Genome of Danaus plexippus. Our scientists played a leadership role in the sequencing, analysis, and publication of the complete genome sequence of the monarch butterfly, Danaus plexippus, in collaboration with Steven Reppert of the University of Massachusetts Medical School.
Genome of the glaucophyte, Cyanophora paradoxa. Our scientists played a leadership role in the sequencing, analysis, and publication of the complete genome sequence of the glaucophyte, Cyanophora paradoxa, through collaboration with Debashish Bhattacharya of Rutgers University and others. See the manuscript, published in Science, here.
Genome of Xiphophorus maculatus. The sequencing of the platyfish, Xiphophorus maculatus , a model for understanding some processes of cancer, was done by Washington University Genome Sequencing Center. Scientists at Genome Project Solutions have performed the genome assembly, identified and annotated all genes, created evolutionary trees of this complete gene set in comparison to a dozen other organisms. All work is being done in collaboration with Wes Warren of the Washington University Genome Sequencing Center, Ron Walter of Texas State University, Manfred Schartl of the University of Wurzburg, and others.
Genome of a biofuels alga. Our scientists led the sequencing and interpretations for the whole genome sequence of a green alga in collaboration with a private company interested in biofuels production.
Genome of Nannochloropsis gaditana. Our scientists played a leadership role in the sequencing, analysis, and publication of the complete genome sequence of the stramenopile Nannochloropsis gaditana in collaboration with Randor Radakovits, Robert Jinkerson, and Matthew Posewitz of the Colorado School of Mines. and Hongseok Tae and Robert Settlage of the Virginia Bioinformatics Institute. See the manuscript, published at Nature Communications, here, and our portal to the genome here.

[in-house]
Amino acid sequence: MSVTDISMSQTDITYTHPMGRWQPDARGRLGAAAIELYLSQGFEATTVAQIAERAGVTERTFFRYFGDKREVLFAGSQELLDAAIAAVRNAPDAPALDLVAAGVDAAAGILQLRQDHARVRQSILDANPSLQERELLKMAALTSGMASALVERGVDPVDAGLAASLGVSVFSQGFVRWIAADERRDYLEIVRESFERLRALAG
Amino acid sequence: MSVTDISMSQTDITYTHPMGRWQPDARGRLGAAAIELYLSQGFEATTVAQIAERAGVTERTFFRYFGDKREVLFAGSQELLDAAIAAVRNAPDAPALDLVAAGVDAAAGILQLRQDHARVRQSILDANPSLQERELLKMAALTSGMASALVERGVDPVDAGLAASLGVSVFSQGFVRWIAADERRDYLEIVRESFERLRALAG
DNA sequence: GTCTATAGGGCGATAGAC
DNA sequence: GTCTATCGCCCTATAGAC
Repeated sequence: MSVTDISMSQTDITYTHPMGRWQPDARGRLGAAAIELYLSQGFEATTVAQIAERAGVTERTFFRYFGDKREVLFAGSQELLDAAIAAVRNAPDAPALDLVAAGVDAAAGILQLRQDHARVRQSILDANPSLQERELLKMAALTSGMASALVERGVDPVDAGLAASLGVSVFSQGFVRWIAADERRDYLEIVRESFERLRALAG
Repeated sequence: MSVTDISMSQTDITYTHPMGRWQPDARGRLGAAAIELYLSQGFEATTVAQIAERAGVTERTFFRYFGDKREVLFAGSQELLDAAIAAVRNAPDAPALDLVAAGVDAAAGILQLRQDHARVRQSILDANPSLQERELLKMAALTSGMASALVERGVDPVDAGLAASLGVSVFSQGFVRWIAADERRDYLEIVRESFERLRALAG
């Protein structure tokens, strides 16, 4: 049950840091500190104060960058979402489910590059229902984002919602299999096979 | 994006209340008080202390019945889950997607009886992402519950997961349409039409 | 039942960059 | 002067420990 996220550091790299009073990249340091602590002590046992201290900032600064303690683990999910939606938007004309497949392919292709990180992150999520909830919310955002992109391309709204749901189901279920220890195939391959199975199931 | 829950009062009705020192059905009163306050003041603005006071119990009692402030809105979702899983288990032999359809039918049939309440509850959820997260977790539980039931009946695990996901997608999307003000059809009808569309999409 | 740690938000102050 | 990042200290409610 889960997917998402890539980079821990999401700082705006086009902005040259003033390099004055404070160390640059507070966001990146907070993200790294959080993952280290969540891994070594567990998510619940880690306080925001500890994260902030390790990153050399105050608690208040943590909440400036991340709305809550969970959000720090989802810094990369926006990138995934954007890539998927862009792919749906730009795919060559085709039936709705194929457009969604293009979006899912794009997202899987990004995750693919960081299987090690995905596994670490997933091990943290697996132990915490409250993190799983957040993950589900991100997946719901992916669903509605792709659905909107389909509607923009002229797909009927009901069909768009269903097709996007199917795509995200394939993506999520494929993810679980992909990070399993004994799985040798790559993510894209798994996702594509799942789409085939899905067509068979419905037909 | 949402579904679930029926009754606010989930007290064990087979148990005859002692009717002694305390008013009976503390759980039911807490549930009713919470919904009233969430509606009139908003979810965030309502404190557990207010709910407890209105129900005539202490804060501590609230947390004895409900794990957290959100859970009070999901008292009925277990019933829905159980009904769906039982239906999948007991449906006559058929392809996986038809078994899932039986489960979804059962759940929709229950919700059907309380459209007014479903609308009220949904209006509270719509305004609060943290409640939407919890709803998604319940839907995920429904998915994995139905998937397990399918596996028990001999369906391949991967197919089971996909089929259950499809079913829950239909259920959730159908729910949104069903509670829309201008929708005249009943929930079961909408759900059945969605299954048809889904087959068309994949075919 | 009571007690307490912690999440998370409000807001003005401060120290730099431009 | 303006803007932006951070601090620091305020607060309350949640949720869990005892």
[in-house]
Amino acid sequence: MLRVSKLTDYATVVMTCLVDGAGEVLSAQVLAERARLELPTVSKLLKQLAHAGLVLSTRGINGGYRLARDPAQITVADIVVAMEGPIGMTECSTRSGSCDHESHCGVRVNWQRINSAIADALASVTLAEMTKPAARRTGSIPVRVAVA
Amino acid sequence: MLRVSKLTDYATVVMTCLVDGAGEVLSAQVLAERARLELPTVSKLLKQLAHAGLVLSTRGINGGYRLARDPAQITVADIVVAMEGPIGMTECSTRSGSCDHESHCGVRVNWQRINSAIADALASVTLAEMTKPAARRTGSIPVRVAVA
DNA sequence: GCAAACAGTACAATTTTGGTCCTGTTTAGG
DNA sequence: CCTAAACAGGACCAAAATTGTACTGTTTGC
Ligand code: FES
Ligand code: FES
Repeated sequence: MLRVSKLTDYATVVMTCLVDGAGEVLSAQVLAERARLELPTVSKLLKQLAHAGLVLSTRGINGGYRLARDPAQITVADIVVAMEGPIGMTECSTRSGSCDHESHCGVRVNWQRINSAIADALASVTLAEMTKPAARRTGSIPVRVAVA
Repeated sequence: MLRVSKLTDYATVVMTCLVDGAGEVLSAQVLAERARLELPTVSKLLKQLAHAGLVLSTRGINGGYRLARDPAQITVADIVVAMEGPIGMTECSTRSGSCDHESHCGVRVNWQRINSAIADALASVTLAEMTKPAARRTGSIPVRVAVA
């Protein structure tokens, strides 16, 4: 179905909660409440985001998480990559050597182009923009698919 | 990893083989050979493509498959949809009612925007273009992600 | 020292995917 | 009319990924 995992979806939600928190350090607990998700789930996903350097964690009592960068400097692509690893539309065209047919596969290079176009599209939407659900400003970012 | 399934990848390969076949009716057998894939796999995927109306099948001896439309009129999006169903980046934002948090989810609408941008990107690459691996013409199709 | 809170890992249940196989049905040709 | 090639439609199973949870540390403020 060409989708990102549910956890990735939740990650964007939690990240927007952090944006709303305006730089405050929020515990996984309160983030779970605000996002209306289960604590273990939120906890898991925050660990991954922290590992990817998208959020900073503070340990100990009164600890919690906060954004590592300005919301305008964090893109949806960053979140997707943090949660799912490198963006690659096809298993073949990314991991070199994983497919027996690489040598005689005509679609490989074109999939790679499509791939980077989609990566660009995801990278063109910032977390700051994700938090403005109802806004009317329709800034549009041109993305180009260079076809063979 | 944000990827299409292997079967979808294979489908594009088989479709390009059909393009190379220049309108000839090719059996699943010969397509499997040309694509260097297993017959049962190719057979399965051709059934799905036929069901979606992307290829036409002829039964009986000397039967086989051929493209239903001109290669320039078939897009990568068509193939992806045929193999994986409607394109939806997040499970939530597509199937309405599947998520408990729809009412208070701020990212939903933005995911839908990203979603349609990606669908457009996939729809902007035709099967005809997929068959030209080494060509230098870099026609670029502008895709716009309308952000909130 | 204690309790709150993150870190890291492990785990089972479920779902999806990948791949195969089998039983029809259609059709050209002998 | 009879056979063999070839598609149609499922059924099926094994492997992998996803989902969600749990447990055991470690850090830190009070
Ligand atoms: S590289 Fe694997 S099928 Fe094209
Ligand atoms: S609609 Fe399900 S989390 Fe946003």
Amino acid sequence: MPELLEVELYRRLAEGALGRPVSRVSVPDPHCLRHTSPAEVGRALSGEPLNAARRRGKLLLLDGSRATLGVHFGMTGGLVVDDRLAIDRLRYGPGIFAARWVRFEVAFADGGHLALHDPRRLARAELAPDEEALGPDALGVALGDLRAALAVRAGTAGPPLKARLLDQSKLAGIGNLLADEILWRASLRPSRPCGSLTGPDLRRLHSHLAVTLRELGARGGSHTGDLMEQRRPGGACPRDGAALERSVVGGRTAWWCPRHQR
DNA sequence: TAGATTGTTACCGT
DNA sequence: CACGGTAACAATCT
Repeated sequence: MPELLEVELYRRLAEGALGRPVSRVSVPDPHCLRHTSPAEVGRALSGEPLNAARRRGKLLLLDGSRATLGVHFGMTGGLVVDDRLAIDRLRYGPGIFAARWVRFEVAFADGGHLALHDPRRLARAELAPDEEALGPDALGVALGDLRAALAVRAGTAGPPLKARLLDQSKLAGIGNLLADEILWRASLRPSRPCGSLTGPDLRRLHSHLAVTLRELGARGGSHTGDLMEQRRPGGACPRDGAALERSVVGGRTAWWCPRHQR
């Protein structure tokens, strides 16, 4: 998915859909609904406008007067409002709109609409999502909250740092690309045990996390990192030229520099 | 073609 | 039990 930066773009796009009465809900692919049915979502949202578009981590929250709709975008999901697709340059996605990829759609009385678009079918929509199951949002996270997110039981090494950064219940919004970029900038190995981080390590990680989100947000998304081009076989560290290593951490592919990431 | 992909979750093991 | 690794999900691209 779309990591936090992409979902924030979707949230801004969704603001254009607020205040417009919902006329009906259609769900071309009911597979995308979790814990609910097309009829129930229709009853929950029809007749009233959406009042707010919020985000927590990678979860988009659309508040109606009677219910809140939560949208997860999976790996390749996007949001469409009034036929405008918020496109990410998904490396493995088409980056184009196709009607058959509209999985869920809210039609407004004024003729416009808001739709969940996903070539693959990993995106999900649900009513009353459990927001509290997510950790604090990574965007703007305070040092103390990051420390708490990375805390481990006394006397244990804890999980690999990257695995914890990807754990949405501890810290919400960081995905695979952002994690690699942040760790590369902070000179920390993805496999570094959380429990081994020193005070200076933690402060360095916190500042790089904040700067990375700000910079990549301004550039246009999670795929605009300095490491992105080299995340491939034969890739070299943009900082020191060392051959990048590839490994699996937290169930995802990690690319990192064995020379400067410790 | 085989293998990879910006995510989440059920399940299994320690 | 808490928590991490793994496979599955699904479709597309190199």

Genome of Potamopyrgus antipodarum. We have just begun work on whole genome sequencing and interpretation and polymorphism detection for the New Zealand mud snail, Potamopyrgus antipodarum in collaboration with Maurine Neiman and John Logsdon of the University of Iowa.
BAC clones of the Iris fulva genome. We are performing quality assessment, assembly, gene annotation, repeat analysis, and many other interpretations of the sequence of numerous BAC clones from the wild iris, Iris fulva, in collaboration with Michael Arnold of the University of Georgia and BGI.
Plastid Genome Sequencing. Our scientists have sequenced, annotated, and analyzed nearly 100 plastid genomes, addressing questions of evolutionary relatedness as well as molecular biology and genome structure. See a list of our manuscripts on this subject.
Mitochondrial Genome Sequencing. Our scientists have sequenced, annotated, and analyzed more than 250 mitochondrial genomes to address questions of comparative genomics, molecular biology, lateral gene transfer, and phylogenetics. Although the overwhelming majority are from animals, this work has included fungi and protists as well. See a list of our manuscripts on this subject.
Organelle Databases and Tools. In collaboration with Robert Jansen of the University of Texas at Austin and Stacia Wyman, now at the Fred Hutchinson Cancer Research Center, we developed DOGMA ("Dual Organellar Genome Annotator"), a tool for the semi-automated annotation of plastid and mitochondrial genes. Read the DOGMA manuscript. We are working to build a database that will facilitate large-scale comparisons of the various features of these organellar genomes.
Use of Genome-Level Characters for Phylogeny. Our scientists have pioneered the use of genome-level features such as the relative arrangements of genes as a way of determining the evolutionary relationships of some groups of organisms. See a list of our manuscripts on this subject.
cDNA Sequencing. Our scientists have been involved in the sequencing and interpretations of many hundreds-of-thousands of cDNA sequences, including those of Daphnia under various stress conditions, stalk-eyed flies, and 20 different crop plants of the Compositae family.
Whole Genome Duplication. The conclusive evidence that two rounds of whole genome duplication created the vertebrates was found using whole genome evolutionary analysis. Read the full text of the publication or download the pdf. Read the journal's news article or download it as a pdf.